Their Lists Long, Their Spreadsheets Lost

Category: 

Story by Judy T. Oldfield

Finalist for the 2016 Talking Writing Prize for Flash Fiction of the Absurd

 

"Corner Burn" © Mike Liu; Creative Commons license 

On the day the office burned down and everyone died, a man in no-brand jeans came and finally fixed the wobble in the elevator door that had made everyone so nervous.

On the day the office burned down and everyone died, Jen—the one with the curly hair, not Tall Jen—laughed so hard at Penelope’s joke that she spilled coffee on her dress and had to go home during lunch to change.

On the day the office burned down and everyone died, Joe from Client Services put in a ticket to IT for a new wireless mouse, because he thought the wires made his desk too messy.

On the day the office burned down and everyone died, the carpet needed vacuuming again already.

On the day the office burned down and everyone died, Sita’s to-do list was 23 items long.

On the day the office burned down and everyone died, Cesar watered the orchid and the succulents on the window of Chris’s office because Chris was in Puerto Vallarta on vacation. Cesar felt a draft coming from the window and knew that it was solidly fall and moved the plants over to Chris’s desk so they wouldn’t catch a chill.

On the day the office burned down and everyone died, Mike, the CTO, called Victor into his office and fired him, and while both made a fuss and angry words were exchanged, they both secretly thought this was the best part of their whole day.

On the day the office burned down and everyone died, Rochelle refilled the basket of candy on her desk with sour candies. That ungrateful prick Roger complained when his tongue turned blue.

On the day the office burned down and everyone died, a sign in the tech bay read It’s been 16 days since the last royal fuck-up.

On the day the office burned down and everyone died, Jane walked into Tony’s office with confidence and precision and asked for a raise, and before she was even done making her case, Tony agreed.

On the day the office burned down and everyone died, Mark physically bumped into Valerie in the hallway for the third time that week. He did it on purpose.

On the day the office burned down and everyone died, Kyle looked out the window at the falling leaves and sighed.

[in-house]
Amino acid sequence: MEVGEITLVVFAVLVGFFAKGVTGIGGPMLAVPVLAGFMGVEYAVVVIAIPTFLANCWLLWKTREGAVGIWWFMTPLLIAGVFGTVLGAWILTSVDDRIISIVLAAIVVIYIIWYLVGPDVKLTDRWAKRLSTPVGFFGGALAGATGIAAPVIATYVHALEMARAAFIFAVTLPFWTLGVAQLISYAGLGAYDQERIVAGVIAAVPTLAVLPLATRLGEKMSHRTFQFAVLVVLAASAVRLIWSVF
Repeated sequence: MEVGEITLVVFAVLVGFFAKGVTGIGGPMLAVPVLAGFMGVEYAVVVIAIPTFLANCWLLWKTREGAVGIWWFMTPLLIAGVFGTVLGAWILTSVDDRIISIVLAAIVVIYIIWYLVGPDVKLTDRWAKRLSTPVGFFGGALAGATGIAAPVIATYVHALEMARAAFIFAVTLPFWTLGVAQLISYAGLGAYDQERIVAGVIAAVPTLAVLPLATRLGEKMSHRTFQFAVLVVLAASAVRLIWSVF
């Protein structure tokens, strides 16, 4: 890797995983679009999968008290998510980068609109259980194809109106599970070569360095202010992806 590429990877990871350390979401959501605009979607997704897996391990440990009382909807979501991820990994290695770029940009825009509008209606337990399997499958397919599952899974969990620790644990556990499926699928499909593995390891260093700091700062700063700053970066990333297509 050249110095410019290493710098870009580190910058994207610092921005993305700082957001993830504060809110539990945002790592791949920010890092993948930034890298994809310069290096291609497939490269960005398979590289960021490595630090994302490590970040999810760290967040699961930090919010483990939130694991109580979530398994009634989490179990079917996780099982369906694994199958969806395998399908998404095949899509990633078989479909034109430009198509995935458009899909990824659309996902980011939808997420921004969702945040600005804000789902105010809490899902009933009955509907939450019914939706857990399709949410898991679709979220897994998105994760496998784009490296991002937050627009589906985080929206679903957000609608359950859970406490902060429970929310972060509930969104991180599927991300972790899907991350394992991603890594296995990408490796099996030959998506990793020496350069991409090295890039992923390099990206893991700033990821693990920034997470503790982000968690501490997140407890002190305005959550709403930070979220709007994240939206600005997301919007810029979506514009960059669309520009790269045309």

On the day the office burned down and everyone died, six inches of painter’s tape still hung in the corner of Meeting Room C, left over from the coat of Soft Marigold that had gone up last year.

On the day the office burned down and everyone died, Owen tried to recover a spreadsheet after his computer crashed. It took him four hours to redo the lost work.

On the day the office burned down and everyone died, Jolene dropped one earbud in her cup of water and had to listen to the prattle of her officemates instead.

On the day the office burned down and everyone died, Sarah presented her analysis to Kai, the VP of Sales, who played with his phone during the entire meeting.

On the day the office burned down and everyone died, Rosh thought, “That’s it, I’m retiring,” for the forty-seventh day straight.

On the day the office burned down and everyone died, the second stall in the men’s bathroom sprung a leak.

On the day the office burned down and everyone died, Jake ate ramen for lunch rather than joining his team at the local grill.

On the day the office burned down and everyone died, Maureen, the CEO, announced that the whole company would go to the baseball game next week as a team-building exercise.

 


Art Information

Judy T. OldfieldJudy T. Oldfield's work has appeared in the Portland Review, Passages North, Gravel, So to Speak, Cleaver, and many others. She grew up in the metro Detroit area and earned her B.A. in English and Comparative Religion from Western Michigan University. Since that time, she has lived in Seattle, where she is engaged in an ongoing battle with the invasive Himalayan blackberries in her backyard.

Visit Judy Oldfield on Twitter @J_T_Oldfield.

Of the inspiration for this story, Judy writes:

I wrote the first draft of this piece in a class on surrealism at the Hugo House in Seattle led by Jarret Middleton (author of An Dantomine Eerly and Darkansas). The prompt was to create an event and not address it. I'm fond of lists and experimental ways of storytelling, and combined those two restrictions. By focusing on mundane details, it's both a very relatable and very dark piece.

Add new comment